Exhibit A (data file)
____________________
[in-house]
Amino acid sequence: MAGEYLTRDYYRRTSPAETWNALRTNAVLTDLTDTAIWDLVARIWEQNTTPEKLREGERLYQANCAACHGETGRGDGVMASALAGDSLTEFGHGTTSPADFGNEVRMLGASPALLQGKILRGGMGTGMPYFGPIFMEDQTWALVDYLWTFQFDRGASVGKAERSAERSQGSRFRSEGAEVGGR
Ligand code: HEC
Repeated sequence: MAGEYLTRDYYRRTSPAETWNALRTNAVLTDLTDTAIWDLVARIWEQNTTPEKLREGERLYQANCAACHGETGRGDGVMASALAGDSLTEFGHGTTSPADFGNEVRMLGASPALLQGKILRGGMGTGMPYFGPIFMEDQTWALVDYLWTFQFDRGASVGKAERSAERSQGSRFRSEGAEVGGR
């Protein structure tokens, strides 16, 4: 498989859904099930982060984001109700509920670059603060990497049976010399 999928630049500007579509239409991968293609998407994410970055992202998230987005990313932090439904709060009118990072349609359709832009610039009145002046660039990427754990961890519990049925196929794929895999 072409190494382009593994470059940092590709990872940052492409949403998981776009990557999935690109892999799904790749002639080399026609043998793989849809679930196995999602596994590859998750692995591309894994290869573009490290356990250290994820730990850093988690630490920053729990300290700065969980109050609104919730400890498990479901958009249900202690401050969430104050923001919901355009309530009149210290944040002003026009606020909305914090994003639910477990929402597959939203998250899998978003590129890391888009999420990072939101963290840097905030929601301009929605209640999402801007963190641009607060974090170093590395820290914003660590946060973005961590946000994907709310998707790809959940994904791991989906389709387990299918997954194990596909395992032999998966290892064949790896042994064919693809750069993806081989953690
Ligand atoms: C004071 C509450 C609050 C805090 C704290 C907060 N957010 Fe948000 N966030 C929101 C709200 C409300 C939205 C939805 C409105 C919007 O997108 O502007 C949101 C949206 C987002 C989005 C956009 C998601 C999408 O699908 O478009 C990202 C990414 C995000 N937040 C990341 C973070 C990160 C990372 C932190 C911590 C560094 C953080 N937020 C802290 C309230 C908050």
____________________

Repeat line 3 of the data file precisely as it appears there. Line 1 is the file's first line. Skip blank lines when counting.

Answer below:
Ligand code: HEC